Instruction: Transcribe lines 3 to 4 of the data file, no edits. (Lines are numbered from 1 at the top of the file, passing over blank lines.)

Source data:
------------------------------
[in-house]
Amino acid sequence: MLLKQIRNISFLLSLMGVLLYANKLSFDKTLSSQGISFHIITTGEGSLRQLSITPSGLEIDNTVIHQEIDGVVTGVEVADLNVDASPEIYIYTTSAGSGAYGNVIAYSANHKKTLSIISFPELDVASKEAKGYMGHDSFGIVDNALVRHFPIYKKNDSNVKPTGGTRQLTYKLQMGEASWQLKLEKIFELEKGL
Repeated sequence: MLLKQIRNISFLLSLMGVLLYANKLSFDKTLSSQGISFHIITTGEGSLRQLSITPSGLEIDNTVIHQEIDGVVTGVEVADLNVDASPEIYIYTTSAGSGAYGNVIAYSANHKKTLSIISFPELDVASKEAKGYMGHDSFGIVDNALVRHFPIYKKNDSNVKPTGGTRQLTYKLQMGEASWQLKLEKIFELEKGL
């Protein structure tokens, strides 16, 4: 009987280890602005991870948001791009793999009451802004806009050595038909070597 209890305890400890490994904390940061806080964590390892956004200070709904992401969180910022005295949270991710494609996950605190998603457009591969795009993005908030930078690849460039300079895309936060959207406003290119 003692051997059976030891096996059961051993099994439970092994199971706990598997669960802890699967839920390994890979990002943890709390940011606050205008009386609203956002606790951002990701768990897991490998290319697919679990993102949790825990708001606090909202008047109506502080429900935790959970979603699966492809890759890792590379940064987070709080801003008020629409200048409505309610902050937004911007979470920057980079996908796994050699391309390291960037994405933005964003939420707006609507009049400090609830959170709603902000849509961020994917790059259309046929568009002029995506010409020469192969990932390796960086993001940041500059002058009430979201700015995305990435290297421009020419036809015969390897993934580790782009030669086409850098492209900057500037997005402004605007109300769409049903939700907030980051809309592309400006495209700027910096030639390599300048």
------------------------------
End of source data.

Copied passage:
Repeated sequence: MLLKQIRNISFLLSLMGVLLYANKLSFDKTLSSQGISFHIITTGEGSLRQLSITPSGLEIDNTVIHQEIDGVVTGVEVADLNVDASPEIYIYTTSAGSGAYGNVIAYSANHKKTLSIISFPELDVASKEAKGYMGHDSFGIVDNALVRHFPIYKKNDSNVKPTGGTRQLTYKLQMGEASWQLKLEKIFELEKGL
């Protein structure tokens, strides 16, 4: 009987280890602005991870948001791009793999009451802004806009050595038909070597 209890305890400890490994904390940061806080964590390892956004200070709904992401969180910022005295949270991710494609996950605190998603457009591969795009993005908030930078690849460039300079895309936060959207406003290119 003692051997059976030891096996059961051993099994439970092994199971706990598997669960802890699967839920390994890979990002943890709390940011606050205008009386609203956002606790951002990701768990897991490998290319697919679990993102949790825990708001606090909202008047109506502080429900935790959970979603699966492809890759890792590379940064987070709080801003008020629409200048409505309610902050937004911007979470920057980079996908796994050699391309390291960037994405933005964003939420707006609507009049400090609830959170709603902000849509961020994917790059259309046929568009002029995506010409020469192969990932390796960086993001940041500059002058009430979201700015995305990435290297421009020419036809015969390897993934580790782009030669086409850098492209900057500037997005402004605007109300769409049903939700907030980051809309592309400006495209700027910096030639390599300048």